New York Shitty Day Ender: Beauty in Plain Sight

December 30, 2009 by
Filed under: 11222, Greenpoint, Greenpoint Brooklyn, Greenpoint Magic 

Main BuildingNYS

Ever had one of those things you were always meaning to do but somehow never got around to? Today I checked one such item off my list: visiting Greenpoint’s only operating synagogue, Congregation Ahavath Israel. This afternoon I met with its (newish) Rabbi, Maurice Appelbaum, and he took me on the grand tour. Don’t let the outward appearance of this building deceive you: it is absolutely breath-taking. Mr. Appelbaum is no slouch either: he’s an incredibly nice guy! Let’s get started, shall we?

Congregation Ahavath IsraelNYS

First things first: Congregation Ahavath Israel, which is Orthodox, convenes in the building to the right. The building on the left is also a synagogue, but we’ll get to that later.


As the corner stone indicates, this place of worship was founded in 1904 (albeit A.D.).


This is the dedication plaque which graces the foyer. As you will notice one W. G. Miller was the builder. Here are a few items I dug up on Mr. Miller via the Brooklyn Daily Eagle online archives:


Mr. Miller was a very active member of the community…


…and he was a builder of some renown. The details of Mr. Miller’s life might be scant in print, but what he built at 108 Noble is a living testament to his craftsmanship.

View SouthNYS

Facing south.

Nave 2NYS

The nave (please pardon my decidedly goy terminology).

View North 2NYS

Facing north.

Light FixtureNYS

This lovely Art Nouveau light fixture has to be seen to truly be appreciated. While I am on the subject of things profane (or at least matters mundane)…


In my excitement I totally botched this photo. Not only did its Art Deco design appeal to me, but the address for said clockmaker, Bomelstein’s, sounded vaguely familiar: 753 Manhattan Avenue. I did a little Googling and here’s what I found.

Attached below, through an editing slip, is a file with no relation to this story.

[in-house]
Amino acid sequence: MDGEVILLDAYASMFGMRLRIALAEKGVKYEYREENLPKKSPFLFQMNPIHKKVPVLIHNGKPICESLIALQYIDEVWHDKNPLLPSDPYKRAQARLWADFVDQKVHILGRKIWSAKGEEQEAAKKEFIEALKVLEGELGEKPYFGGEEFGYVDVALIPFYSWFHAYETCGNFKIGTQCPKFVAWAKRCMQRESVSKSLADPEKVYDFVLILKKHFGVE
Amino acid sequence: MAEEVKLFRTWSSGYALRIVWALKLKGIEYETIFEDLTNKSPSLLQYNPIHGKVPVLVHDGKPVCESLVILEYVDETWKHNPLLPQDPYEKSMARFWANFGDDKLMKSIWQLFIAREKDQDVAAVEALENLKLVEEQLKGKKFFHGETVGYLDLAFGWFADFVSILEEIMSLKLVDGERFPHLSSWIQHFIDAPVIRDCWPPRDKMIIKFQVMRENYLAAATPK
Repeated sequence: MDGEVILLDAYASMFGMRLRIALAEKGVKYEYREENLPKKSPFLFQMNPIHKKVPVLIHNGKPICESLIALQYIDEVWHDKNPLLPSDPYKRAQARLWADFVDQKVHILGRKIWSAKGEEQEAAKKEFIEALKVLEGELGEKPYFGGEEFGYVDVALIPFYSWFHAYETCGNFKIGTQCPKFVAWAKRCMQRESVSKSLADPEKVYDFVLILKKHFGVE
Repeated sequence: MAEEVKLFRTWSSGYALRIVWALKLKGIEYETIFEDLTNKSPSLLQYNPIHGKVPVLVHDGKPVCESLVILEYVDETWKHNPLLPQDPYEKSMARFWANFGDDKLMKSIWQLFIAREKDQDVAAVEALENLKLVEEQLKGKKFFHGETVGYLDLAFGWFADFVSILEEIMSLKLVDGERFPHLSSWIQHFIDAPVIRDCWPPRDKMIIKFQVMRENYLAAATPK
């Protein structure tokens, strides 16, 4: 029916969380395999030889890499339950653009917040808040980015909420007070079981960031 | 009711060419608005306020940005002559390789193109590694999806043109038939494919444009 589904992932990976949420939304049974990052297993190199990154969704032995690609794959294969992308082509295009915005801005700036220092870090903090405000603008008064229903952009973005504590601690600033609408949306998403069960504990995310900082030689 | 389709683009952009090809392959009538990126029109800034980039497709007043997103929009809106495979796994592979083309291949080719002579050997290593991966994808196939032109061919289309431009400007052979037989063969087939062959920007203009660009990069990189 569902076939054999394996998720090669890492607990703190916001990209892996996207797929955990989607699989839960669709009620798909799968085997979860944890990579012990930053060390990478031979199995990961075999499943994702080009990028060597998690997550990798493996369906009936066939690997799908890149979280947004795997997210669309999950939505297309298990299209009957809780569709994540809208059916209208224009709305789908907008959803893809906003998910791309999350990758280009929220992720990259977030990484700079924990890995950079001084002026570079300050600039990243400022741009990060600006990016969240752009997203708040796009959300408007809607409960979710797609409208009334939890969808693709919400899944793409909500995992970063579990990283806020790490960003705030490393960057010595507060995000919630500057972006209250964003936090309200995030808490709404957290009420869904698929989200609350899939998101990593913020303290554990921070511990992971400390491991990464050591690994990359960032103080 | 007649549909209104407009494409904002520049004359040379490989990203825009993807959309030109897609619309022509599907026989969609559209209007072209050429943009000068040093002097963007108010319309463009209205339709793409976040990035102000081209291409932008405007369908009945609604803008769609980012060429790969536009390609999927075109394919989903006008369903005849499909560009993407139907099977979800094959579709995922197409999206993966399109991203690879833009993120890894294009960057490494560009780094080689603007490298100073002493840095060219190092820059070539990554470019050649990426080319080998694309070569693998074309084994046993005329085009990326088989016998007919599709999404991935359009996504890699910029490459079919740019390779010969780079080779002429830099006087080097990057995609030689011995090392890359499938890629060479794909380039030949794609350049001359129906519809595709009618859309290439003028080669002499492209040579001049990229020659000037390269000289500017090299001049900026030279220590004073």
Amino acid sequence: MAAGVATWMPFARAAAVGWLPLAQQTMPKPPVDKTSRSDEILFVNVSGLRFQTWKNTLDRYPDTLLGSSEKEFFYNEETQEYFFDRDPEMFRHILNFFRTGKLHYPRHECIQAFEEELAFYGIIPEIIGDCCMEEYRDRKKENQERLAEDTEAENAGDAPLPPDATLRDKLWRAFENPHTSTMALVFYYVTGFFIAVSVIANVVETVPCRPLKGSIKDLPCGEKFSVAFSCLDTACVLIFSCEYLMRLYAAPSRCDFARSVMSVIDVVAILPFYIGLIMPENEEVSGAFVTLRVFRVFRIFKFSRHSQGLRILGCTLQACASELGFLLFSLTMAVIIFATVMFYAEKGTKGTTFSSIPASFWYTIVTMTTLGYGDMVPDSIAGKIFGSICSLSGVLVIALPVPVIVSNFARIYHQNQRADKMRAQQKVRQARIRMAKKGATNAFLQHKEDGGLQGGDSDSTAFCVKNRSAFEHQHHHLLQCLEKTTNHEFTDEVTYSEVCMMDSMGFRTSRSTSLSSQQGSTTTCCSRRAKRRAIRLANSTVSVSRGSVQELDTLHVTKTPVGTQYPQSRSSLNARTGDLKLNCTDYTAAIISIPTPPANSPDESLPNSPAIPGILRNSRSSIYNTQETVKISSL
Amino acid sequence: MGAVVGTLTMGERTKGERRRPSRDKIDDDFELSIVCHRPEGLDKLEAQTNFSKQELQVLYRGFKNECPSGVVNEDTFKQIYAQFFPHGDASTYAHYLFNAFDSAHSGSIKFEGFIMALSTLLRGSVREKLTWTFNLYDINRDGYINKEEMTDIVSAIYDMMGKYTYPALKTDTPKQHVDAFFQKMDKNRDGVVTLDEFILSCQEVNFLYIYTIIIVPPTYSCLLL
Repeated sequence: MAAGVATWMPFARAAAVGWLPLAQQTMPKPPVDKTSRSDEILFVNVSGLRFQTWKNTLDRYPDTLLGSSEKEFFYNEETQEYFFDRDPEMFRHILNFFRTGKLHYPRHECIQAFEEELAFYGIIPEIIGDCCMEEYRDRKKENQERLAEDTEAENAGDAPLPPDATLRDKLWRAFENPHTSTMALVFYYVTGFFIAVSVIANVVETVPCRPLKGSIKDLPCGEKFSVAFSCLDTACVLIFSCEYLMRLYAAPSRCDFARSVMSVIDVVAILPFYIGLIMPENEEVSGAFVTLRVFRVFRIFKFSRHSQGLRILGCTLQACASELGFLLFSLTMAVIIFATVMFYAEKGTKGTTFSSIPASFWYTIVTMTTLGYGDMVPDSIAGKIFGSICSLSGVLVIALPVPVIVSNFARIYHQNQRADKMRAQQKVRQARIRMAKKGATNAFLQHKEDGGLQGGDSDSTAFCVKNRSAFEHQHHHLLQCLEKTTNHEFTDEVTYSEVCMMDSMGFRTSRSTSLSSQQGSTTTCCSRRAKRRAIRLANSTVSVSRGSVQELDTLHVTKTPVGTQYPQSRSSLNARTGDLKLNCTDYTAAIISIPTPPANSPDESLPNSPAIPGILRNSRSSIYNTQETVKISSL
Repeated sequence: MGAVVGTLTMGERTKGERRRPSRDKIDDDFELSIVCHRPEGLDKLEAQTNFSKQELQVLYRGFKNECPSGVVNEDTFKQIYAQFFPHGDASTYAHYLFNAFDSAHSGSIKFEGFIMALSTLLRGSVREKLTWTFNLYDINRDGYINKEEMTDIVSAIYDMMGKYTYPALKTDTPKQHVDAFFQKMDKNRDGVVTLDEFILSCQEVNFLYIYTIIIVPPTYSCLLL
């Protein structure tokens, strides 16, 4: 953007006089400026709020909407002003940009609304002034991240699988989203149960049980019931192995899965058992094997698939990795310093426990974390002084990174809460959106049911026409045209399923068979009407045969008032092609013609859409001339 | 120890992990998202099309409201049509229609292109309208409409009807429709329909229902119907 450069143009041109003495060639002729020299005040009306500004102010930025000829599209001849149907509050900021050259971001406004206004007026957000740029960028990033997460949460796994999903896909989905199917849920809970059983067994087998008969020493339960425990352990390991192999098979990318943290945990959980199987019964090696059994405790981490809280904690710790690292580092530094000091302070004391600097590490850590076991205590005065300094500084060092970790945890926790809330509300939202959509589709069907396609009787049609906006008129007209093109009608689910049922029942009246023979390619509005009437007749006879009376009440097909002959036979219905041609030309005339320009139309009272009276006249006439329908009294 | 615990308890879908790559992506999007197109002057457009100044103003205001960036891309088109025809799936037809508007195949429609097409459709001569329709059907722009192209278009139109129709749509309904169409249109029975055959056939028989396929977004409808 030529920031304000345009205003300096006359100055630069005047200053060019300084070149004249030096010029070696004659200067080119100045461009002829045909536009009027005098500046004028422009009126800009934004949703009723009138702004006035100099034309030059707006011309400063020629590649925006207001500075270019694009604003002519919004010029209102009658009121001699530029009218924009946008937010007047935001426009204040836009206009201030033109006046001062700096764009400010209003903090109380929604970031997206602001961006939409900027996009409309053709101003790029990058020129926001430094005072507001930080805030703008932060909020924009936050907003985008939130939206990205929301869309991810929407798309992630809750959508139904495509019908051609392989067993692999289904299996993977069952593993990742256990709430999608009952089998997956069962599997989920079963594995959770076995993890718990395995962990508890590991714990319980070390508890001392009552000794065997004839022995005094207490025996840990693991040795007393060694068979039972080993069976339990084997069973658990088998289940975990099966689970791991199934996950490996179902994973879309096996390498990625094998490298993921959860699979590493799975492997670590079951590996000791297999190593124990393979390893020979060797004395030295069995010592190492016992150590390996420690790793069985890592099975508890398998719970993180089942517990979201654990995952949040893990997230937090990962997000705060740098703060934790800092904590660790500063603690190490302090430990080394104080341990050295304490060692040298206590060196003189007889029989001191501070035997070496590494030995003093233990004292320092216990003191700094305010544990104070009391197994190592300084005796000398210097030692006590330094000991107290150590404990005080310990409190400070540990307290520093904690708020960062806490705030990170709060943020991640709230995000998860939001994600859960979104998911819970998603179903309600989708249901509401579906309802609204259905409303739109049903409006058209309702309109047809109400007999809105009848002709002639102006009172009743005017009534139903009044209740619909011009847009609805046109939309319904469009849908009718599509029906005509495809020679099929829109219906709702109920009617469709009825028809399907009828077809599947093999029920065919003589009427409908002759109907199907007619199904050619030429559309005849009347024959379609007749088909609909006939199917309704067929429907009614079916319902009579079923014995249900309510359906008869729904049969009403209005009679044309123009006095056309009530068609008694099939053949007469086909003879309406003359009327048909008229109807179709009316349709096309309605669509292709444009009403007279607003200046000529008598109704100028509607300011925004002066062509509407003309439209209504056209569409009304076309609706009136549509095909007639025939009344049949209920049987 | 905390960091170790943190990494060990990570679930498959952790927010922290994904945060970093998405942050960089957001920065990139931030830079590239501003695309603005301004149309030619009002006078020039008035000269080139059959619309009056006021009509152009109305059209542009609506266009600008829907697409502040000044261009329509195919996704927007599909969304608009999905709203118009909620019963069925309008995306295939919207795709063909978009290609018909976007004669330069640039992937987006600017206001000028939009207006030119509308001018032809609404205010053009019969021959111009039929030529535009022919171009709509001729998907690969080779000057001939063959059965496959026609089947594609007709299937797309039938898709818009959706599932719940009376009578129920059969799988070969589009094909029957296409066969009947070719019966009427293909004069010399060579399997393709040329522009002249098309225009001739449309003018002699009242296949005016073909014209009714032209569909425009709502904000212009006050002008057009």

Look familiar? If not, go to 733 Manhattan Avenue and see the restored version for yourself. It is one of a precious few clocks which have been land-marked in this city. Why not grab a doughnut from Peter Pan while you’re at it?  But I digress.

Fire BucketsNYS

Back in the days before the New York’s Bravest were what we know now, people took it upon themselves to to have some fire protection on hand.

Fire Buckets2NYS

Hence the multitude of buckets conveniently stored under the pews.

Reform PlaqueNYS

Remember what I wrote about the synagogue next door? Well, here’s my segue. This is the plaque which graced it. It belonged to a Reform congregation which donated the adjacent property, 110 Noble Street, to Ahvath Israel:


Here’s conservancy in Greenpoint:

110 Noble StreetNYS

Abject neglect.

110 Noble ChairsNYS

Not that I blame Mr. Appelbaum for this: I don’t. He became this community’s Rabbi September, 2009.

110 Noble WindowsNYS

The above photograph does not do justice to how lovely these stained glass windows are— and why they should be saved. To close on a decidedly “up” note, something wonderful is going on behind this building…

Backyard 1NYS

a garden to contribute food to Greenpoint’s most needy. See those barrels and pipes? They are the beginning of a drainage and compost system. I have been told by Rabbi Appelbaum some vollies from Rooftop Farms have assisted in this effort. And yes, dear readers, the soil has been tested. It had some lead content but well below what it is considered to be hazardous. Nonetheless, they are taking measures to remediate it.

What’s more, they’re finding some really cool stuff. Pottery shards and shells mostly. I couldn’t help but pick a few while I talked to Maurice.

Shards from the gardenNYS

It’s in my junkwoman/urban anthropologist nature. I cannot help myself.

In conclusion: this is my humble opinion one of the unsung gems in the Garden Spot of the Universe. As with most things in Greenpoint, beauty does not run skin deep: it’s found in the heart. Hence why I feel both these synagogues deserve preserving and why I want to give a big thank-you to Rabbi Appelbaum, for taking the time to give me a tour— he has a lot of heart. And Seth (the cat rescuer and reluctant Greenpoint celebrity) for helping to make this happen. Follows is a slide show of my tour of Greenpoint’s only Shul. Enjoy!